A few years ago, I started to paint plant-inspired organic shapes and added those to my compositions with geometric structures, the mainstay of my painting imagery for some time. Simultaneous to my new subject matter, the organic inspiration, I began working with oil paints. In contrast to the fast-drying quality of acrylic, oil paint has a different application regime, dries much slower and can be worked with for much longer, allowing me to create more subtle gradations of colour.
My newer works extend organic forms into abstracted landscapes that play with depth, lines and layers. I do not plan a painting or do sketches; the work evolves during the process of painting. Color and composition are significant elements as I add more organic but also abstract shapes to the canvas.
During my years of studying fine art, I conducted a lot of research regarding colour theory. My approach to color is influenced by colour masters and theorists like Itten, Albers, Goethe and others. Colour choices I gravitate to and mix before I start to paint influence the shapes. I work with flatness and depth both in my individual shapes, and the composition itself. The colour-shape decisions influence and further the paintings’ compositions.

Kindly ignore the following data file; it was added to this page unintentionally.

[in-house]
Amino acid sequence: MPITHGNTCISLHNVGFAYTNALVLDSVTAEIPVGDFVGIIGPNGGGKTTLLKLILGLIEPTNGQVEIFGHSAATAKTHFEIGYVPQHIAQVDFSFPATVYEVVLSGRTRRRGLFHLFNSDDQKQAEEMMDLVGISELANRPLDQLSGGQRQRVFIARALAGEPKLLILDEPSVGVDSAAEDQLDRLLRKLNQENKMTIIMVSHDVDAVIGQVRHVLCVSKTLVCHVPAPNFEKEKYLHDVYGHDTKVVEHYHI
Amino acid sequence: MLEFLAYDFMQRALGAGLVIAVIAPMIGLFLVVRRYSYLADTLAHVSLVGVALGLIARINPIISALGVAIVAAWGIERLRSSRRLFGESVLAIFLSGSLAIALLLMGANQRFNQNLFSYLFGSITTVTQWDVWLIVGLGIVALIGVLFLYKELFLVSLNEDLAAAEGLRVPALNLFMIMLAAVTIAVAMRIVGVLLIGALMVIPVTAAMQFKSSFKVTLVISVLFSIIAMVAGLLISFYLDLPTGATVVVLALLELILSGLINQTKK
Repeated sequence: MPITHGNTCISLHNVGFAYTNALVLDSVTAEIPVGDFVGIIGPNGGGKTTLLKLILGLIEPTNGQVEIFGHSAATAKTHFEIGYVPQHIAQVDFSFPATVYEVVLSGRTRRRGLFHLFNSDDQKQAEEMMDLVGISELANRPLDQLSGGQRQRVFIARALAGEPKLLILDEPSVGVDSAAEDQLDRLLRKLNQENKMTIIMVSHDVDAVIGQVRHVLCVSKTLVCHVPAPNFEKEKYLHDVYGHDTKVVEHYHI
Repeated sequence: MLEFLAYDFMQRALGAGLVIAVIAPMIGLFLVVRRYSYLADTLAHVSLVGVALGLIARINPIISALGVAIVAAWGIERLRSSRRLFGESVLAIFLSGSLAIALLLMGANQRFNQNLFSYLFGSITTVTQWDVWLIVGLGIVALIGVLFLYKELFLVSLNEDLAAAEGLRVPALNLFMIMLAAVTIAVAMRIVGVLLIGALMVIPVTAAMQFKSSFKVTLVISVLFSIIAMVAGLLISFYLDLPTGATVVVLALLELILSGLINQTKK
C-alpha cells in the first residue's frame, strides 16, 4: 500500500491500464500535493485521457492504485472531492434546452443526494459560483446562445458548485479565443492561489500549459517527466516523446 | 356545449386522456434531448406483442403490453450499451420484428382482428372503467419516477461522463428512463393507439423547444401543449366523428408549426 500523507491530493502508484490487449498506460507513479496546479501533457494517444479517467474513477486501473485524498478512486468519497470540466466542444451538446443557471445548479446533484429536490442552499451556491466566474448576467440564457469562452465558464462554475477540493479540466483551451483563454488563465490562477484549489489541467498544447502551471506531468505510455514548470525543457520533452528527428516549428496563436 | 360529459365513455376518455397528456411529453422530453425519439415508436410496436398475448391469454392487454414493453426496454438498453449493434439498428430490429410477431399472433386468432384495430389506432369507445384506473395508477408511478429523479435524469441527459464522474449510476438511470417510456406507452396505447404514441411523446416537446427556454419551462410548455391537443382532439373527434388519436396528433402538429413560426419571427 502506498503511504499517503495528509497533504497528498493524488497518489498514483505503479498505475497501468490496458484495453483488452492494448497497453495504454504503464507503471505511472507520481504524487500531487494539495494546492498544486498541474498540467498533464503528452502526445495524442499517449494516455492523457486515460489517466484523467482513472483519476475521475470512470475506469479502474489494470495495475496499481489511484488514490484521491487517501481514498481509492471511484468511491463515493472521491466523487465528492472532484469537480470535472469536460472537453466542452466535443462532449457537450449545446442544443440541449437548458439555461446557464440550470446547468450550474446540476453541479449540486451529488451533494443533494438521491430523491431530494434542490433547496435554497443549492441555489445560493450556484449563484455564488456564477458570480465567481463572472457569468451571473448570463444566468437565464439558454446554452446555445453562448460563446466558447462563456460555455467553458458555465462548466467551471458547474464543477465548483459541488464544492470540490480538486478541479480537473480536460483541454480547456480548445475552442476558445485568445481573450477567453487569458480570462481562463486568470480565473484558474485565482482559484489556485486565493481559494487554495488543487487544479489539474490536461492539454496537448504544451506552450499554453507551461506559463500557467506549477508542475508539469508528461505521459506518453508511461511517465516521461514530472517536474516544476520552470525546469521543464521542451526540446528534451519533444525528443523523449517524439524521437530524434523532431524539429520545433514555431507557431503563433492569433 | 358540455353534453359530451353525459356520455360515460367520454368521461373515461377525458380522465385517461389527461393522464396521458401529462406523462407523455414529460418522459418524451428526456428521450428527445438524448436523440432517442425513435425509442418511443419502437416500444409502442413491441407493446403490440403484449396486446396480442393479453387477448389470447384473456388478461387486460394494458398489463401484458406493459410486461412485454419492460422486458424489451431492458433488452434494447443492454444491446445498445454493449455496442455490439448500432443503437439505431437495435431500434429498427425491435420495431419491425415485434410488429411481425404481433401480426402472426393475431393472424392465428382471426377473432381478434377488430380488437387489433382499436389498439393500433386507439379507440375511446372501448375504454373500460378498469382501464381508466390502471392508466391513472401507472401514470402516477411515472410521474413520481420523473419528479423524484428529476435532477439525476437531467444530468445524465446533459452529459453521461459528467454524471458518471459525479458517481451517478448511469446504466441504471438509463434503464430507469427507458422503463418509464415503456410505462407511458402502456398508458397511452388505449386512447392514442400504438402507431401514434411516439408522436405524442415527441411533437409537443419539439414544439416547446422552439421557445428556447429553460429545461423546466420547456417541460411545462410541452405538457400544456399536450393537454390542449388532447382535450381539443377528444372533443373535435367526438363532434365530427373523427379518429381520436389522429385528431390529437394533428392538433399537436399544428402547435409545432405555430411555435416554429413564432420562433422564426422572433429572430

Lately, I have been thinking a lot about water and the ocean. This is reflected in my new paintings, Daydream Island, Azure, Aqua and Anemone, which is influenced by my emotive responses to water itself, and bodies of water.